Cascadia is moving toward more niche projects as we shift to defined practice areas. Our clients have a certain level of sophistication; they often know who the top buyers are in their sub-verticals and are hesitant to look outside of that group. We know our industry sectors intimately, and we do not need to execute broad processes to find the right 5-20 interested investors that will be willing to pay the highest price, move quickly, and provide assurance to close.
Across the firm, we are seeing knowledge about subsectors as a critical diligence factor given COVID’s limitations on execution. Going into deals, buyers must already be well-informed about sub-vertical dynamics in order to feel comfortable enough to pay a top price and close quickly without extensive in-person diligence.
PE firms backing hybrids know the underlying industry elements and are already underwriting those themes. They know the demand curve and do not have to be educated—they simply want to know about our client’s performance and how that tracks to their existing understanding of market dynamics.
As Lenders Look up from PPP Loan Execution, Quality is Key
Coming out of a frothy period in 2019, companies may tend to have higher valuation expectations despite current market factors. Higher margins, technology, velocity, growth, and scale can push businesses into the higher quartiles, as all of these factors influence the ability to obtain the leverage required to support higher valuation expectations.
Lenders’ risk appetites for deals that take on five- or six-times leverage has not yet returned since the COVID-19 slowdown. Some banks and middle-market debt funds are returning to business as usual, but those with portfolios hit hard by the downturn are being more conservative with leverage levels.
There is a general flight to quality among lenders, who are looking to take on safe, low-risk ratings. Industry leaders are getting deals done at high valuations, and lenders naturally want to be involved with those.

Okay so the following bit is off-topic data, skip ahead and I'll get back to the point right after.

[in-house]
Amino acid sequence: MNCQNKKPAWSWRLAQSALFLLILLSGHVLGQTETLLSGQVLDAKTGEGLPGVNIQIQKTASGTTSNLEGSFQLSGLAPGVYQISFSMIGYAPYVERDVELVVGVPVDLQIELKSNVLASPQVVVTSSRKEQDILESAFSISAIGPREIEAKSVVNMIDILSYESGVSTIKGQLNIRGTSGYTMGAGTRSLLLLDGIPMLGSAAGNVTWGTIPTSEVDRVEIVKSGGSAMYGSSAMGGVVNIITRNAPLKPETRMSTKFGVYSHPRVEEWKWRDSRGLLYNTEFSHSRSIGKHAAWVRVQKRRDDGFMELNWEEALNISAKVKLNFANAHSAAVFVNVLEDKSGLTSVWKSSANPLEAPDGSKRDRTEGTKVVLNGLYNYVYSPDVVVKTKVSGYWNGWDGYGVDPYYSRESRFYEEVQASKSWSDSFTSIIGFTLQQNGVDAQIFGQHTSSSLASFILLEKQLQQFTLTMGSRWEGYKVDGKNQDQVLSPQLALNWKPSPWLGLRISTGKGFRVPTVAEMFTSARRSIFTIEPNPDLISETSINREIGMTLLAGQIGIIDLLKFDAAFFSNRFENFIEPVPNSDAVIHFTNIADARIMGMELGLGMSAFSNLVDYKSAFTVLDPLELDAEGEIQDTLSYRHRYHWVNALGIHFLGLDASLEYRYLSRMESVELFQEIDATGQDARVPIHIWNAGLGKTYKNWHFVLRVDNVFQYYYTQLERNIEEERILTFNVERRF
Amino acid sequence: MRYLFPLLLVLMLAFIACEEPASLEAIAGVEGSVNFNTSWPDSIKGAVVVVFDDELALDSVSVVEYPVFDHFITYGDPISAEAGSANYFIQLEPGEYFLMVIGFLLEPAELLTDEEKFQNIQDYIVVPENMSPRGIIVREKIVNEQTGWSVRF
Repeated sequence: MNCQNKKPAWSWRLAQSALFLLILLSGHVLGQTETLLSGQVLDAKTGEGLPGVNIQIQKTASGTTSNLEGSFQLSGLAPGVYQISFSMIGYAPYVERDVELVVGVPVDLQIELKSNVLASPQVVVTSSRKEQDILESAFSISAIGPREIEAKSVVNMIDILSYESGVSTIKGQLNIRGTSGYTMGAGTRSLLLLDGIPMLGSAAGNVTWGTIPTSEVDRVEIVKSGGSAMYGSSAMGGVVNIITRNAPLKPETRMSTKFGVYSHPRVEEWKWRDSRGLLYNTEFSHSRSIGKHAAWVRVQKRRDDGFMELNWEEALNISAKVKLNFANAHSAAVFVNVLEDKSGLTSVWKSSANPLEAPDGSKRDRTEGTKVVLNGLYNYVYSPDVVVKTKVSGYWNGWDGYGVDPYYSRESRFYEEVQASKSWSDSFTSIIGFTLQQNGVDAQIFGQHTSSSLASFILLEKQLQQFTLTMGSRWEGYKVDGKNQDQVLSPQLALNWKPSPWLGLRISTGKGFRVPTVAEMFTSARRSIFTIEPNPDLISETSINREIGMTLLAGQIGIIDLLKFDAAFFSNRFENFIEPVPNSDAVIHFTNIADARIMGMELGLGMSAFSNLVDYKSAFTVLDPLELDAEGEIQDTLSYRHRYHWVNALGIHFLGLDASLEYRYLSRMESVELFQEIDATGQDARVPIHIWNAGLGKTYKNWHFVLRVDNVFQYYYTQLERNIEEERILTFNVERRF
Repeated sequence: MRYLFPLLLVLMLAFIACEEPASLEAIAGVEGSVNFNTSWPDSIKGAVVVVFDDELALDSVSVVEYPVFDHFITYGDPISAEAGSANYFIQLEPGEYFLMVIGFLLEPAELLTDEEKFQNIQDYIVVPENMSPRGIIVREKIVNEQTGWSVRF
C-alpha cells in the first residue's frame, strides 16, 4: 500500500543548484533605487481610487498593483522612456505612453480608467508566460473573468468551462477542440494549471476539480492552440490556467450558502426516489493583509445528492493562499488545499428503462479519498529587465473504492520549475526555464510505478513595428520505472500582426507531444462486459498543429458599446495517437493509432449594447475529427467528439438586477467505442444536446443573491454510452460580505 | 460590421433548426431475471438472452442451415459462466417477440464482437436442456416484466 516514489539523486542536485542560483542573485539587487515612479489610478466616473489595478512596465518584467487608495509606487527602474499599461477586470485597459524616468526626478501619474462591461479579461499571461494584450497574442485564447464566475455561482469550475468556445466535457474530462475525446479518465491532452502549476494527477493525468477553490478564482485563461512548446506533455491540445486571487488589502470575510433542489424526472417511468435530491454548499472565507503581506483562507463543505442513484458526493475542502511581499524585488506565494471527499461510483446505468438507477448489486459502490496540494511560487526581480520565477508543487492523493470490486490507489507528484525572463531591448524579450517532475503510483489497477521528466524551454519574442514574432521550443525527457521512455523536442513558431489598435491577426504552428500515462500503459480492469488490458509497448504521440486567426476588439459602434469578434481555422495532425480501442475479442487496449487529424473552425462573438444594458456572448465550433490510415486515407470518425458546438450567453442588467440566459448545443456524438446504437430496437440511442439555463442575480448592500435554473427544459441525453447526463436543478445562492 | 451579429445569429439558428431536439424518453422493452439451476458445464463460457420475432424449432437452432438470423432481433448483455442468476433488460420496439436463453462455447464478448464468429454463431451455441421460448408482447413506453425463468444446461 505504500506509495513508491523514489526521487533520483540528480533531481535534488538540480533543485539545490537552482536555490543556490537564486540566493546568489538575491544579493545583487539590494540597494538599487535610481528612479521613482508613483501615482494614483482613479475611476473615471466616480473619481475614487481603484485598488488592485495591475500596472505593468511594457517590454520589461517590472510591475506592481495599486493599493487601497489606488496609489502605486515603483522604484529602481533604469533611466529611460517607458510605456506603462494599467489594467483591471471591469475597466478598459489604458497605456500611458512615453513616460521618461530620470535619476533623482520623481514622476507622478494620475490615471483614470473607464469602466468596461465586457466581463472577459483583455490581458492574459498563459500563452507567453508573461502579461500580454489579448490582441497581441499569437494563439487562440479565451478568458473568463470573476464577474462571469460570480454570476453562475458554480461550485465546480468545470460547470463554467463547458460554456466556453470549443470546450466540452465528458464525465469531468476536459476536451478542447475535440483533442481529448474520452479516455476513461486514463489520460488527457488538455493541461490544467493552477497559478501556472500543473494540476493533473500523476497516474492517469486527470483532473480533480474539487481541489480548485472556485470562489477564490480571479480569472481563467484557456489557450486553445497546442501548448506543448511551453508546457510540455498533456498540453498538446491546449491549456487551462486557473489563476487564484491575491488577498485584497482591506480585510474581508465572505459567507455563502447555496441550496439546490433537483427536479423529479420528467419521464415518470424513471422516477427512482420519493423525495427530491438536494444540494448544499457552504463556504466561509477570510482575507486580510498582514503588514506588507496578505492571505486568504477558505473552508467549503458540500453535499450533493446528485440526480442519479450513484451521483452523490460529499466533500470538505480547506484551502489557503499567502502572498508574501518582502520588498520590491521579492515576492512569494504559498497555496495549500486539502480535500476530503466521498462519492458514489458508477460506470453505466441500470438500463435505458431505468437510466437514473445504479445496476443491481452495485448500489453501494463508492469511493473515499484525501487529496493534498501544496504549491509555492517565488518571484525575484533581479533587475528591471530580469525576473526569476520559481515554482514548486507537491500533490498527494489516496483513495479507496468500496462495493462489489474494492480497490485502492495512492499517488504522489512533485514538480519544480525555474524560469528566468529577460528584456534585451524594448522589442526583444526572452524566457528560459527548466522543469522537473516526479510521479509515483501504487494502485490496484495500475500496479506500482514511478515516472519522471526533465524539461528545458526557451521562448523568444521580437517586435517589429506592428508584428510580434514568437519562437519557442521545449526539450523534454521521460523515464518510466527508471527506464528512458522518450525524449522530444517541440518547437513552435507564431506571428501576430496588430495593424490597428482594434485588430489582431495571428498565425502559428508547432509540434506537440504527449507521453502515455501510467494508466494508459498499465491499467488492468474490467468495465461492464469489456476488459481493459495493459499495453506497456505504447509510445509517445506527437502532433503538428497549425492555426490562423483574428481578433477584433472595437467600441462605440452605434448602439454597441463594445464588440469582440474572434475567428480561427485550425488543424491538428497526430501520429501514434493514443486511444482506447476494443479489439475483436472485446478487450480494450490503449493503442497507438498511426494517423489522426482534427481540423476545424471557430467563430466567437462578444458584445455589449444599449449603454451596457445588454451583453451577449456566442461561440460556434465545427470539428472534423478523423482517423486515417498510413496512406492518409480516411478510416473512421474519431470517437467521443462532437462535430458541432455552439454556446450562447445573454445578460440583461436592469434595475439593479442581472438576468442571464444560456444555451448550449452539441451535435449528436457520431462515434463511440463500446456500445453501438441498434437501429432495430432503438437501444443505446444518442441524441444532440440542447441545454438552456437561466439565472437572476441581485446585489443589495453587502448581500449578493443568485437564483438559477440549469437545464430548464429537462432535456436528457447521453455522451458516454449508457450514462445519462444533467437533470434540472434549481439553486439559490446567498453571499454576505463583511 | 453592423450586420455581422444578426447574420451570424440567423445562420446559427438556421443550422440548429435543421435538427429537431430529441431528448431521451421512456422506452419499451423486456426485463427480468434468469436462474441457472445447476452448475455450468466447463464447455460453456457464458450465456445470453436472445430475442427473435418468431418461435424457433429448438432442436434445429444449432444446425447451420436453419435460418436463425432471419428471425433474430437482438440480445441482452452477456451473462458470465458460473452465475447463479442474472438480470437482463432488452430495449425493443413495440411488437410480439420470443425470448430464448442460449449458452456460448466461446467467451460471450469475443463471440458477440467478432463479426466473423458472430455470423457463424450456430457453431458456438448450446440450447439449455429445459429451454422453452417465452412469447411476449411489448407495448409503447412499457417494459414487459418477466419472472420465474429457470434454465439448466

Hybrids are also able to get favorable financing to increase speed and certainty of close because they already have banking relationships and borrowing capacity at the platform company level.
Some processes that went on pause during the early COVID-19 period have come back, depending on the industry. Food, beverage, agribusiness, technology, robotics, industrial automation, and healthcare deals, for example, are accelerating. Those involving physical assets that investors want to visit in-person, however, have an elongated timeframe because of pandemic-related travel considerations.
More diligence is being performed remotely, but in-person meetings are still important for a buyer to finally close a deal. For the most part, this is not a gating issue, as investors are starting to travel again. Those meetings must now typically meet a high-bar, and they involve fewer people while observing COVID safety protocols.
We may not be shaking hands, but deals are now getting done.
We are seeing market-clearing valuations, even in this post-COVID environment. With the right advice, companies can achieve top valuations and timely, successful transactions. Please reach out to our team using the contact information below to discuss these or other factors impacting your clients and contacts.
Christian Schiller, Managing Director, (206) 436-2554, firstname.lastname@example.org
George Sent, Managing Director, (206) 436-2511, email@example.com
Scott Porter, Senior Vice President, (206) 436-2528, firstname.lastname@example.org
This installment of our “What’s Now? What’s Next?” series highlights insights for two sub-verticals of focus within our Energy & Applied Technology and Food, Beverage, & Agribusiness practices. Click the stories to read more:
Our team is available to discuss the above or other relevant trends with you as you navigate the current landscape with your clients. View our bankers’ contact information on our team page or browse bankers by industry here.